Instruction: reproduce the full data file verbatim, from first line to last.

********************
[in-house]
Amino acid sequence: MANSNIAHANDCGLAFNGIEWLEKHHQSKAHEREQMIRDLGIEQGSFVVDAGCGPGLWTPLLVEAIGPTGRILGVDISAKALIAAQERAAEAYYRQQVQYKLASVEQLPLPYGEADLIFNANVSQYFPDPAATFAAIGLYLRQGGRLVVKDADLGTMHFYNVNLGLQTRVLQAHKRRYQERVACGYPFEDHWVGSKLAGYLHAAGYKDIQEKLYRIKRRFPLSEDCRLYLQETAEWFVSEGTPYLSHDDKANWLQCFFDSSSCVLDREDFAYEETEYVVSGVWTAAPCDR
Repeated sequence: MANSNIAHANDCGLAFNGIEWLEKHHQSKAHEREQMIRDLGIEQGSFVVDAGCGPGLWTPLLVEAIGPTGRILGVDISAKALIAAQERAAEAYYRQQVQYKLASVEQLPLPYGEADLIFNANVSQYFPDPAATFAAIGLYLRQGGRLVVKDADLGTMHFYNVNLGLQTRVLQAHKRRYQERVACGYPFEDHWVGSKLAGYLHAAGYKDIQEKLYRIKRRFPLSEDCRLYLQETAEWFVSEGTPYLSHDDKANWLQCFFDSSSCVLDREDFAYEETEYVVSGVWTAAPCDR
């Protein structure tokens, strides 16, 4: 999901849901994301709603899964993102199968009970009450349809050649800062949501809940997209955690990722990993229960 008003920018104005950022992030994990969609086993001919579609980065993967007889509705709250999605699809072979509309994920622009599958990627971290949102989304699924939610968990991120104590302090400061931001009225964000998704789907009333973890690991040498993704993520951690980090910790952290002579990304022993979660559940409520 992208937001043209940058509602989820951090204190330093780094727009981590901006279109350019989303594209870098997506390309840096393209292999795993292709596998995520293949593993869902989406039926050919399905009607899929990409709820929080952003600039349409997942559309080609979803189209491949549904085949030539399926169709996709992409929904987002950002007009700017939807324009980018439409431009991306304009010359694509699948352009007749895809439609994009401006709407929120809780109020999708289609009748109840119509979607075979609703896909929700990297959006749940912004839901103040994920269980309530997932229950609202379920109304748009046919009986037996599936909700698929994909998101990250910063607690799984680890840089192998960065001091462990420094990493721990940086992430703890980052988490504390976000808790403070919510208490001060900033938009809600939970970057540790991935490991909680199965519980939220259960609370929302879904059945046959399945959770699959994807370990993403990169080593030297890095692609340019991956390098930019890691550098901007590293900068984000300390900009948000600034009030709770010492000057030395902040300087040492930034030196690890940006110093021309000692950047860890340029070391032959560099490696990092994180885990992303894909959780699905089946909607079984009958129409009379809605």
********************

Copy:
[in-house]
Amino acid sequence: MANSNIAHANDCGLAFNGIEWLEKHHQSKAHEREQMIRDLGIEQGSFVVDAGCGPGLWTPLLVEAIGPTGRILGVDISAKALIAAQERAAEAYYRQQVQYKLASVEQLPLPYGEADLIFNANVSQYFPDPAATFAAIGLYLRQGGRLVVKDADLGTMHFYNVNLGLQTRVLQAHKRRYQERVACGYPFEDHWVGSKLAGYLHAAGYKDIQEKLYRIKRRFPLSEDCRLYLQETAEWFVSEGTPYLSHDDKANWLQCFFDSSSCVLDREDFAYEETEYVVSGVWTAAPCDR
Repeated sequence: MANSNIAHANDCGLAFNGIEWLEKHHQSKAHEREQMIRDLGIEQGSFVVDAGCGPGLWTPLLVEAIGPTGRILGVDISAKALIAAQERAAEAYYRQQVQYKLASVEQLPLPYGEADLIFNANVSQYFPDPAATFAAIGLYLRQGGRLVVKDADLGTMHFYNVNLGLQTRVLQAHKRRYQERVACGYPFEDHWVGSKLAGYLHAAGYKDIQEKLYRIKRRFPLSEDCRLYLQETAEWFVSEGTPYLSHDDKANWLQCFFDSSSCVLDREDFAYEETEYVVSGVWTAAPCDR
């Protein structure tokens, strides 16, 4: 999901849901994301709603899964993102199968009970009450349809050649800062949501809940997209955690990722990993229960 008003920018104005950022992030994990969609086993001919579609980065993967007889509705709250999605699809072979509309994920622009599958990627971290949102989304699924939610968990991120104590302090400061931001009225964000998704789907009333973890690991040498993704993520951690980090910790952290002579990304022993979660559940409520 992208937001043209940058509602989820951090204190330093780094727009981590901006279109350019989303594209870098997506390309840096393209292999795993292709596998995520293949593993869902989406039926050919399905009607899929990409709820929080952003600039349409997942559309080609979803189209491949549904085949030539399926169709996709992409929904987002950002007009700017939807324009980018439409431009991306304009010359694509699948352009007749895809439609994009401006709407929120809780109020999708289609009748109840119509979607075979609703896909929700990297959006749940912004839901103040994920269980309530997932229950609202379920109304748009046919009986037996599936909700698929994909998101990250910063607690799984680890840089192998960065001091462990420094990493721990940086992430703890980052988490504390976000808790403070919510208490001060900033938009809600939970970057540790991935490991909680199965519980939220259960609370929302879904059945046959399945959770699959994807370990993403990169080593030297890095692609340019991956390098930019890691550098901007590293900068984000300390900009948000600034009030709770010492000057030395902040300087040492930034030196690890940006110093021309000692950047860890340029070391032959560099490696990092994180885990992303894909959780699905089946909607079984009958129409009379809605």